State v. Orellana, ___ N.C. App. ___, 817 S.E.2d 480 (Jun. 19, 2018)

(1) In this indecent liberties with a child case, the court rejected the defendant’s argument that the trial court committed plain error by allowing the victim’s mother to vouch for the victim’s credibility. An individual informed the victim’s mother that the victim said that the defendant had touched her inappropriately. The victim was still asleep at the time this exchange took place. The victim’s mother testified as follows:

I knew that my daughter would tell me the truth because that’s what I had instilled in her. So I was debating on whether to wake her up. I didn’t want to traumatize her. I didn’t want to scare her. I knew that when she would come to me at that moment when I asked her that she would tell me the truth.

In sum, the court noted, the victim’s mother testified that she believed that her daughter was truthful in her accusations. Assuming arguendo admission of this testimony was improper, the defendant failed to show that the jury probably would have reached a different result absent the error.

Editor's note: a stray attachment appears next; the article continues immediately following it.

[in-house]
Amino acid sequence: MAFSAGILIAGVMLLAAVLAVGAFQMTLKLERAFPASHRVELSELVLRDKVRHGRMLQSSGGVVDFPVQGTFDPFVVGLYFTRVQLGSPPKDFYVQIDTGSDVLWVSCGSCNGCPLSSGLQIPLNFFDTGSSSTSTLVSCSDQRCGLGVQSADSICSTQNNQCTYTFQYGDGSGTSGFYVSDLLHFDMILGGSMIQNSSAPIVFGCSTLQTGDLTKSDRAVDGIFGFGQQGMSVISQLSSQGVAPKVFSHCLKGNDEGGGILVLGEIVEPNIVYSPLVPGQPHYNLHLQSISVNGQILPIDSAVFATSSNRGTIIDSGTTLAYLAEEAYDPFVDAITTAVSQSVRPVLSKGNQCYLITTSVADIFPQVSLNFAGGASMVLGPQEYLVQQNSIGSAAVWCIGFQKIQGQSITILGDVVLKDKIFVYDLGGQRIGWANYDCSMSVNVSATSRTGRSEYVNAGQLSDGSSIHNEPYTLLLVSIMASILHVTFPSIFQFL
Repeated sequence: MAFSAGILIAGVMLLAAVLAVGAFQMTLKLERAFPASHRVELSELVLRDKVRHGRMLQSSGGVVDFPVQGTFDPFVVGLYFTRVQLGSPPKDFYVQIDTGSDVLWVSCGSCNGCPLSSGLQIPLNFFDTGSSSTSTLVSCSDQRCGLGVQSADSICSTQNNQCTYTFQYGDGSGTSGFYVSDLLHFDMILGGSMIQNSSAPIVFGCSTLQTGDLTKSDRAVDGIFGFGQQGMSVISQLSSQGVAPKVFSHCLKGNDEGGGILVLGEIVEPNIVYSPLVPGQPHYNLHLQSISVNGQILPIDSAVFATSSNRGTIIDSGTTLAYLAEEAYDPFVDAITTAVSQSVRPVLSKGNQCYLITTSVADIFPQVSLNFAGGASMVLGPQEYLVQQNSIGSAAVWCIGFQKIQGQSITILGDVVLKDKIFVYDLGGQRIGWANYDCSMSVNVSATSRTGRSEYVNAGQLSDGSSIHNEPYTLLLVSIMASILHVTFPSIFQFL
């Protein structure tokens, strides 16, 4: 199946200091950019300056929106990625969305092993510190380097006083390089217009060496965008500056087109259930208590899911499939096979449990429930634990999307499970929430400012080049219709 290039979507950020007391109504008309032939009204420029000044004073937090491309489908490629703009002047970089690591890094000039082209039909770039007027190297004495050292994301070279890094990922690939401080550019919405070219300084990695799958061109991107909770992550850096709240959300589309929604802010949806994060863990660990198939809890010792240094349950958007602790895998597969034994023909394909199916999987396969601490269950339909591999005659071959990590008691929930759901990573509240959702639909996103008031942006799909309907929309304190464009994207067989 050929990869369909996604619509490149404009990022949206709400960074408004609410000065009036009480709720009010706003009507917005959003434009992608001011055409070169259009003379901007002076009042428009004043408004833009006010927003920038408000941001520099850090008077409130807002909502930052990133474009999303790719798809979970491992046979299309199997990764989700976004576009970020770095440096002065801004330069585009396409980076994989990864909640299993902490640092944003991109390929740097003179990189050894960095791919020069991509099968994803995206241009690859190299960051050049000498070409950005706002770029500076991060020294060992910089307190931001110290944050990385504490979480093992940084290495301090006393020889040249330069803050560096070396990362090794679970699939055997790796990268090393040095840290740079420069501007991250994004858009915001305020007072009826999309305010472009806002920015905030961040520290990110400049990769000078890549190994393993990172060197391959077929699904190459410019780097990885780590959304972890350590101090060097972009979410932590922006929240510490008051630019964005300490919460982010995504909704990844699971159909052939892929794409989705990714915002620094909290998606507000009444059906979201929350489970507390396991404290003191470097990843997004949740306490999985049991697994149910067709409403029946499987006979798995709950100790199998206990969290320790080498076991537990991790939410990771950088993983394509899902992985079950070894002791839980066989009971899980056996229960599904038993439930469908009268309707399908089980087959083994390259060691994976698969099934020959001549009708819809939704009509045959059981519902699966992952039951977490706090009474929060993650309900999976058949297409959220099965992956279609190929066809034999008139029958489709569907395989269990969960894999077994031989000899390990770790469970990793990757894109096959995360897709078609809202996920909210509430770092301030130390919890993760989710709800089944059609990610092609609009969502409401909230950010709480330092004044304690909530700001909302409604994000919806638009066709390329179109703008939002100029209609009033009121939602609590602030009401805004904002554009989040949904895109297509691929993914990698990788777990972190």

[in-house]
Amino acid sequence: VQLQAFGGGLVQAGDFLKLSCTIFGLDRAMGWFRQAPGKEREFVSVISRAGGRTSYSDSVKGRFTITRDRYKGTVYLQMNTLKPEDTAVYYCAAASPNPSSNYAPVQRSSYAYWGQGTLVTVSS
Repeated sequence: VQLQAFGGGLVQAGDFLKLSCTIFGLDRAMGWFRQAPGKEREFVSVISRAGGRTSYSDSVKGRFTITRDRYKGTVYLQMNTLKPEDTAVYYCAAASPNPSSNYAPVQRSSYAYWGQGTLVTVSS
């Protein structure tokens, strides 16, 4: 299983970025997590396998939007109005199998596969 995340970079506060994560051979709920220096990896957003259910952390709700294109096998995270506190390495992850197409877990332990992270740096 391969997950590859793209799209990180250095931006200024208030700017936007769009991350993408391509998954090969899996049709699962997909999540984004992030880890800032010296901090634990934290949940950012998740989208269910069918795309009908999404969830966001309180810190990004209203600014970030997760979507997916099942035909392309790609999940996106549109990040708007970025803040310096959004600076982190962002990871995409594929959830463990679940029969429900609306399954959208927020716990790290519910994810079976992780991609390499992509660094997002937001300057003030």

(2) The court rejected the defendant’s argument that a detective’s testimony improperly vouched for the victim’s credibility. Here, the detective testified about his observation of the victim’s demeanor during his interview with her. The detective testified as follows:

Her responses seemed to be thoughtful. She paused several times while telling the story, just trying to recollect, and with each account she looked at the ground or looked downward several times, seemed to be genuinely affected by what had occurred.

The court rejected the notion that this testimony was the functional equivalent of vouching for the victim’s credibility, finding instead that it “contains precisely the type of ‘instantaneous conclusions’ that our Supreme Court considers to be admissible ‘shorthand statements of fact.’”